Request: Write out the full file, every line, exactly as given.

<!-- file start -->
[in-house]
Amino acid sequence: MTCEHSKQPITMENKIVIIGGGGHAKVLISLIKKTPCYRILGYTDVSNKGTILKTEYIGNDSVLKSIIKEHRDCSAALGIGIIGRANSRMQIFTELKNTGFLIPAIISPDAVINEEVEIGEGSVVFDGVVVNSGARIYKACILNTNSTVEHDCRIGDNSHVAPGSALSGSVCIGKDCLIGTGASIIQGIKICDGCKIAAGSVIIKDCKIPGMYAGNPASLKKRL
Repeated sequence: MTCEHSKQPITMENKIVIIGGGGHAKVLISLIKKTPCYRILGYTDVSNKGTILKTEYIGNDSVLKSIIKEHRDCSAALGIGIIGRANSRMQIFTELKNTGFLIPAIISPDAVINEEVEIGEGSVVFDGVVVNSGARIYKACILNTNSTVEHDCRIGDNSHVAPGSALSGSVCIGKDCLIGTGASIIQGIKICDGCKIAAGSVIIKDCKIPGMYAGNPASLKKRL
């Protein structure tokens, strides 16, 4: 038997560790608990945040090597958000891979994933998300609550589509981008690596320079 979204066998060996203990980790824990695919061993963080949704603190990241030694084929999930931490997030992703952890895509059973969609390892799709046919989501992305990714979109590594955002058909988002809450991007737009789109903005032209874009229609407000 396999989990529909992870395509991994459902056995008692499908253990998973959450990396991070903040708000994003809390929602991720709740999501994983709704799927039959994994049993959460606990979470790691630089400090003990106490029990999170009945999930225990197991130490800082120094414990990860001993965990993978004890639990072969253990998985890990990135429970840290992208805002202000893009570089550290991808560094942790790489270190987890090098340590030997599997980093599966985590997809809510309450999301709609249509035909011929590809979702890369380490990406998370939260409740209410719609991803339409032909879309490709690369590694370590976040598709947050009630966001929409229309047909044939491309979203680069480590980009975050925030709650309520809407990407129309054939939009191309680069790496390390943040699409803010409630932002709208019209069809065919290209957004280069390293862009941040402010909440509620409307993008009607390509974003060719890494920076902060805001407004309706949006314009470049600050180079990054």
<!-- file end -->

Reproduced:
[in-house]
Amino acid sequence: MTCEHSKQPITMENKIVIIGGGGHAKVLISLIKKTPCYRILGYTDVSNKGTILKTEYIGNDSVLKSIIKEHRDCSAALGIGIIGRANSRMQIFTELKNTGFLIPAIISPDAVINEEVEIGEGSVVFDGVVVNSGARIYKACILNTNSTVEHDCRIGDNSHVAPGSALSGSVCIGKDCLIGTGASIIQGIKICDGCKIAAGSVIIKDCKIPGMYAGNPASLKKRL
Repeated sequence: MTCEHSKQPITMENKIVIIGGGGHAKVLISLIKKTPCYRILGYTDVSNKGTILKTEYIGNDSVLKSIIKEHRDCSAALGIGIIGRANSRMQIFTELKNTGFLIPAIISPDAVINEEVEIGEGSVVFDGVVVNSGARIYKACILNTNSTVEHDCRIGDNSHVAPGSALSGSVCIGKDCLIGTGASIIQGIKICDGCKIAAGSVIIKDCKIPGMYAGNPASLKKRL
């Protein structure tokens, strides 16, 4: 038997560790608990945040090597958000891979994933998300609550589509981008690596320079 979204066998060996203990980790824990695919061993963080949704603190990241030694084929999930931490997030992703952890895509059973969609390892799709046919989501992305990714979109590594955002058909988002809450991007737009789109903005032209874009229609407000 396999989990529909992870395509991994459902056995008692499908253990998973959450990396991070903040708000994003809390929602991720709740999501994983709704799927039959994994049993959460606990979470790691630089400090003990106490029990999170009945999930225990197991130490800082120094414990990860001993965990993978004890639990072969253990998985890990990135429970840290992208805002202000893009570089550290991808560094942790790489270190987890090098340590030997599997980093599966985590997809809510309450999301709609249509035909011929590809979702890369380490990406998370939260409740209410719609991803339409032909879309490709690369590694370590976040598709947050009630966001929409229309047909044939491309979203680069480590980009975050925030709650309520809407990407129309054939939009191309680069790496390390943040699409803010409630932002709208019209069809065919290209957004280069390293862009941040402010909440509620409307993008009607390509974003060719890494920076902060805001407004309706949006314009470049600050180079990054």